Preventing food poisoning should be a priority in everyone's kitchen. Food poisoning isn't fun, I know this from personal experience. I've had it twice, back in my college days, once from a frozen dinner and once from a fast food restaurant. You know when and where you get it because a couple hours after you eat you start to develop this feeling in your gut. Not pleasant, not nice.
The good news is, so long as you are reasonably healthy you seem to make a fairly quick recovery.
Salmonella: The bacteria are not destroyed by freezing, they perish after being heated to 131 °F/55 °C for 90 min, or to 140 °F/60 °C for 12 min. To protect against Salmonella infection, heating food for at least ten minutes at 165 °F/74 °C is recommended, so that the centre of the food reaches 165° F/74° C.
You can learn more about salmonella at foodsafety.gov: Salmonella
Clostridium Perfringens: also known as C. perfringens, is one of the most common causes of food poisoning in the US.
Prevention: Cook food thoroughly and keep it out of the danger zone, 40° F/4° C to 140 °F/60 °C.
You can learn more about Clostridium at foodsafety.gov: Clostridium
Botulism: The toxin is destroyed by heating to more than 85 °C (185 °F) for greater than 5 minutes.
You can learn more about botulism at foodsafety.gov: botulism
E Coli O157:H7: Ground beef and meat that has been needle-tenderized should be cooked to a temperature of at least 160°F/72° C.
You can learn more about E Coli at foodsafety.gov:E Coli
Trichinosis: All meat can be safely prepared by cooking to an internal temperature of 165°F/74°C or higher for 15 seconds or longer.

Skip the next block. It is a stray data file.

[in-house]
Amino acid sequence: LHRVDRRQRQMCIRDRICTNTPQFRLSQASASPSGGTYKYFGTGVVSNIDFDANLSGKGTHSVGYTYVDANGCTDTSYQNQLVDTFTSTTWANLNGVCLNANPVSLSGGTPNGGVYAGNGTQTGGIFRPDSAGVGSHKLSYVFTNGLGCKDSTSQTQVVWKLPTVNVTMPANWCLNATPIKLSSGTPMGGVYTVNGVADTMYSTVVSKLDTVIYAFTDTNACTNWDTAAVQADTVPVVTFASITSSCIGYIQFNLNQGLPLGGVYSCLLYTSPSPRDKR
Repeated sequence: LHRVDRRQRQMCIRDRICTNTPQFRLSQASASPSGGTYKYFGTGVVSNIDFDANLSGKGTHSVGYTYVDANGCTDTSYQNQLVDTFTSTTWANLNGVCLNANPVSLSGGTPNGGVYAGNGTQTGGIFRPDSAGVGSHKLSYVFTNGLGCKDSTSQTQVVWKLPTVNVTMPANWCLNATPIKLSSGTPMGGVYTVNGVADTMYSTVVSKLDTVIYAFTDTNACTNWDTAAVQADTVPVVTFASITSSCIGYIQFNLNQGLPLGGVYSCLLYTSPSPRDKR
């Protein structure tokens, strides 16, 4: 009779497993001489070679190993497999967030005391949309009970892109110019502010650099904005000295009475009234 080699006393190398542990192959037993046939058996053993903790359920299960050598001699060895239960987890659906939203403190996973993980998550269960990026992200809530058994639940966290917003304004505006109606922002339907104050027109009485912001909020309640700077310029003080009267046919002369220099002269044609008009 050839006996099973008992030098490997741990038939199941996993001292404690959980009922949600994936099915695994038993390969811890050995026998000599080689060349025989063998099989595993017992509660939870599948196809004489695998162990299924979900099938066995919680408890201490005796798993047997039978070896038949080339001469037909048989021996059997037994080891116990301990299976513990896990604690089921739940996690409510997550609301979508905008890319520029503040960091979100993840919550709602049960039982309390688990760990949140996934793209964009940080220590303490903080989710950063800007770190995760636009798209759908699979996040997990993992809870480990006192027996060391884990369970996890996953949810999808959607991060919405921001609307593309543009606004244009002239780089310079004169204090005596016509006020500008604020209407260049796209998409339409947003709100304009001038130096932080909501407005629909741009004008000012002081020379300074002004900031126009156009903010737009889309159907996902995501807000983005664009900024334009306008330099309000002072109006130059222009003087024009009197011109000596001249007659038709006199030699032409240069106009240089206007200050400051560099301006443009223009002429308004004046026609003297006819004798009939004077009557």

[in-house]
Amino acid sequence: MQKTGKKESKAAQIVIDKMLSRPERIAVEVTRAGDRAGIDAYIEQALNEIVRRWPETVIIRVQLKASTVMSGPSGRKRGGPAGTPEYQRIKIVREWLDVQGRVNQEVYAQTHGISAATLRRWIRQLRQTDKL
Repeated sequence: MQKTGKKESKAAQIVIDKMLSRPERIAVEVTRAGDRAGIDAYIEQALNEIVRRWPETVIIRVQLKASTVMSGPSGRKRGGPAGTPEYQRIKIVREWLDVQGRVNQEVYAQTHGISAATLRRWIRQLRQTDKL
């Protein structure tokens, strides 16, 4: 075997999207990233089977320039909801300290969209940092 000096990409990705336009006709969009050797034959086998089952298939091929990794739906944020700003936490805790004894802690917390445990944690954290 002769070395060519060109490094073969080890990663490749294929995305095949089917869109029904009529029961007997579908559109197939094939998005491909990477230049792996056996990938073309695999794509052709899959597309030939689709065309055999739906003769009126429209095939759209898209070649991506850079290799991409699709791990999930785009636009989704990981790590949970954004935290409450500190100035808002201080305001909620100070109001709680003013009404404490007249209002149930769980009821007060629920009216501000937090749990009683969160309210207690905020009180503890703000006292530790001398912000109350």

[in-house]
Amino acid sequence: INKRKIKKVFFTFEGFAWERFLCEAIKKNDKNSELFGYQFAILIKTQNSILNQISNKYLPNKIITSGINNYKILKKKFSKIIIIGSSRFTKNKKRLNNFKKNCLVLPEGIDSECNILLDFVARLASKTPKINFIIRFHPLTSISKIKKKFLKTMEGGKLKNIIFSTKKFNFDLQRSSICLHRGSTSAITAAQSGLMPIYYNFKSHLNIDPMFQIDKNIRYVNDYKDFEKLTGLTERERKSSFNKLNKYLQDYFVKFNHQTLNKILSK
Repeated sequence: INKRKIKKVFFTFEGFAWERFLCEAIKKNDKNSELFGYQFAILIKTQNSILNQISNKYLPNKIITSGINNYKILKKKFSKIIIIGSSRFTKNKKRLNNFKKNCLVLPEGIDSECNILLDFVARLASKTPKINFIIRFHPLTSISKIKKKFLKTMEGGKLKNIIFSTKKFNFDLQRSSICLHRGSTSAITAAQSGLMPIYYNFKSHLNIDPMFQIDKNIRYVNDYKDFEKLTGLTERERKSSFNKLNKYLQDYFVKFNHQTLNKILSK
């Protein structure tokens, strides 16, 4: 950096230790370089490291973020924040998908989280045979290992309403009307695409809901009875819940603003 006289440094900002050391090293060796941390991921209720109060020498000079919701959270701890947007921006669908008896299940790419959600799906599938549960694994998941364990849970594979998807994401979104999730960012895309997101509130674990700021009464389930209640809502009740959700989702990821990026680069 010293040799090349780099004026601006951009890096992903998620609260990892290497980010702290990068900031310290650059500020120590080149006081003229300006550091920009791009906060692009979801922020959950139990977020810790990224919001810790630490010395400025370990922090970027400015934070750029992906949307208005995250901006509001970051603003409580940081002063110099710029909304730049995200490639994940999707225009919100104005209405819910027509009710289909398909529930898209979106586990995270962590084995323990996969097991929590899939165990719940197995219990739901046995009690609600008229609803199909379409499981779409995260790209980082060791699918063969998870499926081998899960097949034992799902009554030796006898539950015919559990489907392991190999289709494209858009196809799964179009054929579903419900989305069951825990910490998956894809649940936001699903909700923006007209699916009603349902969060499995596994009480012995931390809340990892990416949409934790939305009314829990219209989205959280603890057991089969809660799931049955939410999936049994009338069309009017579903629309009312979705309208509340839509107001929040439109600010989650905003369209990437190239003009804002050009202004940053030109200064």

Wild game: Meat must be cooked thoroughly. Freezing wild game does not kill all trichinosis larval worms. This is because the worm species, T. nativa, that typically infests wild game can resist freezing.
Unsafe and unreliable methods of cooking meat include the use of microwave ovens, curing, drying, and smoking.
You can learn more about Trichinosis at CDC: Trichinosis
Campylobacter: It is one of the more common causes of food poisoning in the United States. Cook all foods thoroughly, prevent cross-contamination by washing and sanitizing cutting boards when handling raw and cooked foods. Wash raw fruit and vegetables before peeling, cutting or eating.
You can learn more about Campylobacter at foodsafety.gov: Campylobacter
Staphylococcus Aureus or Staph: It causes food poisoning by cross contamination. Particularly foods that are made with hand contact and do not require further cooking.
You can learn more about Staphylococcus at foodsafety.gov: Staphylococcus
Listeria Monocytogenes: This bacteria causes listeriosis—an infection that is very serious for older adults, pregnant women, young children and people with weakened immune systems. Unlike other food borne pathogens listeria can grow at refrigerator temperatures.
You can learn more about Listeria at foodsafety.gov: Listeria
Norovirus or Nowrwalk Virus: Norovirus is the leading cause of infection of the stomach and intestines in the US.
You can learn more about Norovirus at foodsafety.gov: Norovirus
Toxoplasma Gondii: It is a parasite that causes toxoplasmosis — a disease that is very serious for older adults, pregnant women, young children and people with weakened immune systems.
You can learn more about Toxoplasmosis at foodsafety.gov: Toxoplasma